And I’m not sure I ever saw Arrow’s Oliver Queen wrestle with killing a bad guy in the same way that Yolanda has done so far this year, and her desperation to find a kindred spirit in Mike – who also killed one of the ISA in last season’s finale – is strangely moving. (Though, admittedly, I’m not sure if we’re meant to take Mike’s explanation that his killing of Icicle was little more than an accident at face value or not. Is it a better story if he just wasn’t bothered by it the same way Yolanda is?)
Interestingly enough, Mike only relinquishes the Thunderbolt pen by accident – thanks to an ill-timed throwaway statement that he “wished it was in better hands” causes it to disappear. Prior to that moment, he’s fully ready to accept his superhero learning curve lumps the same way Courtney did, and out of the many options on the table, I think “giving up Thunderbolt” was not the one that Mike would have ever directly chosen.
Granted, we’ve all basically known ever since he offhandedly mentioned the name of his friend Jakeem that Mike’s fellow paperboy would most likely end up part of the new JSA. But the fact that his powers are going to be a direct result of Mike’s actions – actions which crushed his own dreams of being an official JSA member himself – well, one has to assume that’s not going to be something that’s particularly easy for him to get over.
At the end of the Season 2 premiere, when Mike’s photo is revealed as one of the people Cindy Burman is hoping to recruit for her new reconstituted Injustice Society, it’s hard to imagine how such a plan could possibly work. Mike is a Dugan through and through. He loves Courtney. He desperately wants to be part of her superhero team. Heck, he already even knocked off a supervillain!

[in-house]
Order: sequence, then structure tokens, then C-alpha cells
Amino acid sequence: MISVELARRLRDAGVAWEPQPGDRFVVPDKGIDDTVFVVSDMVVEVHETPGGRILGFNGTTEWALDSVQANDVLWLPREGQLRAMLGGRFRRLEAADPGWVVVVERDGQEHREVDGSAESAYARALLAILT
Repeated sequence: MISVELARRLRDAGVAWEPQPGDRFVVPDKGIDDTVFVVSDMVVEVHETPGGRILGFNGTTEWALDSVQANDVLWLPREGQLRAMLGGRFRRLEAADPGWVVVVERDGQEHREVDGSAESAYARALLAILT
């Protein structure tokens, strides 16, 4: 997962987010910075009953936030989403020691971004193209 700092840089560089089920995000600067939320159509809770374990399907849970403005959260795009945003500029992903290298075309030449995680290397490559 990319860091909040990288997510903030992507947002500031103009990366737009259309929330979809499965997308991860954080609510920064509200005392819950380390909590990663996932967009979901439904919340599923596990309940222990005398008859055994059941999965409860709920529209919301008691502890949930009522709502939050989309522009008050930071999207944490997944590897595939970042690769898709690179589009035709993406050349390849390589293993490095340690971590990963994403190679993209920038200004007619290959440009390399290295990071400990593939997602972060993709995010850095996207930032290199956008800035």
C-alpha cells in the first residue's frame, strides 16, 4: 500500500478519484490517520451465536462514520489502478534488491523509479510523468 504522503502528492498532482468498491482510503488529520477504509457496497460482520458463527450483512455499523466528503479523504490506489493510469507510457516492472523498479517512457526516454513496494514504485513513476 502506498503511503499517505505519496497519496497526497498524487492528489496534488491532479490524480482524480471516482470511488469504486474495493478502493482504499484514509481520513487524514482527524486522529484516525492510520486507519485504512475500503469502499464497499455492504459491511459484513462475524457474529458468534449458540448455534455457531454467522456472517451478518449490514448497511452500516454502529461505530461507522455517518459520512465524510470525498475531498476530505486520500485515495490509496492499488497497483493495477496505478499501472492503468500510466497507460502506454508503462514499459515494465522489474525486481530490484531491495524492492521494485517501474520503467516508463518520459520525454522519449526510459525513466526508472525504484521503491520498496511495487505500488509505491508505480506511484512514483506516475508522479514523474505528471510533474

But after “Summer School: Chapter Three”, it’s suddenly a lot easier to see how Cindy’s plan could actually be successful. Mike was already feeling isolated and like the odd one out in his family. Now he’s actually gotten a taste of the belonging he wanted so badly – to be a hero the way his (step)sister is, to be so special that he has to be included in the group’s crime-fighting activities, to finally feel like part of the team. Now he’s not only lost it all, but he actively threw it away with both hands, Not on purpose, obviously, but the end result is the same. Does that sound like a person who might be susceptible to Cindy’s supervillain sales pitch? Maybe? And that outcome feels a lot closer than it did when this episode started.
We officially meet Jakeem – now officially Jakeem Thunder, I suppose – at the episode’s end, in a cliffhanger of sorts that feels like it’s another piece of the larger Season 2 puzzle that began with “Summer School: Chapter Two’s” introduction of new Green Lantern Jennie. It doesn’t necessarily feel like we’ll see either of these characters next week – or maybe even in the next couple of weeks – but it certainly seems as though we’re far from done with either of them.